They began undermining . . . “How come all the men have all the good jobs and the big pay and all the positions in politics?” They were just developing this undercurrent of discontent, resentment, bitterness, and ultimate rebellion, which, by the way, is why bitterness and discontent are such serious issues. They will ultimately lead us to a place of rebellion against God’s authority and other authorities.

Those groups and those books and those media outbursts—some of you will remember the 1968 Miss America pageant where they came in right at the end and brought down this big, huge, white banner sheet that said, “Women’s Liberation.” That’s where that title was born. They did some marching at some highly publicized media events. They had events. They had publishing. They used media in every way it was available in the late sixties, early seventies.

They began to infiltrate the colleges—figuring education was a really important means of getting their vision cast. So these women’s study courses began to crop up in colleges all across the country. They mushroomed exponentially during the seventies.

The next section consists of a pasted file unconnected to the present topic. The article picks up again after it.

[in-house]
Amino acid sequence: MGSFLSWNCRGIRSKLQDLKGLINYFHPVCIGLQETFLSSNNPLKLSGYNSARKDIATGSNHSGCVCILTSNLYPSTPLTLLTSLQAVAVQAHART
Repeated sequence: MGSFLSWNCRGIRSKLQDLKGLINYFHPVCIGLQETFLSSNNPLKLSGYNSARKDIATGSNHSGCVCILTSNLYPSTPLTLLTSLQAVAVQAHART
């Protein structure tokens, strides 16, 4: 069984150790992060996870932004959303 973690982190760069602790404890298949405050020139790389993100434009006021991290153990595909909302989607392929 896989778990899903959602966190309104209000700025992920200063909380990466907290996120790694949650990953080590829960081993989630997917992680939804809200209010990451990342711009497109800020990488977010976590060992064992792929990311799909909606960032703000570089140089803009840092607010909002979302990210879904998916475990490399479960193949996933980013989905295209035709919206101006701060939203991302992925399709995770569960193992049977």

From 1966 that first meeting in that hotel room until the mid-seventies, what had been a fringe, radical group—people thought they were crazy—became a mainstream in just a little over a decade, and the rest is history. It has so permeated and infiltrated and become so pervasive in our culture that now we’ve got gender-neutral Bibles and calling God “she” and upside-down marriages and relationships and homosexuality and just every type of sexual deviancy and dysfunction.

Of course, when we talk about this, it’s easy to just throw barbs, but the fact is that the women who are the products of that whole way of thinking are deeply broken, scarred, wounded women. Some of you have been there. All of us have tasted the fruit in some ways.

There are women that we meet with and talk with who are on their fourth or fifth marriage. Everything in their life is broken, and there’s no hope; there’s no life. Everything that was promised to give them, joy and satisfaction and contentment and better pay . . . It’s like the Scripture says in Psalms, the people rebelled against God, they lusted in their hearts, and God gave them what they craved, but He sent a wasting disease among them.

Many, many gains have been made in terms of women’s rights and pay and jobs, but the soul sickness, the sadness, the desperation, the depression. Women don’t just come to doctors because they need medical help. They need soul help, and they’re looking somewhere to get hope and help and grace.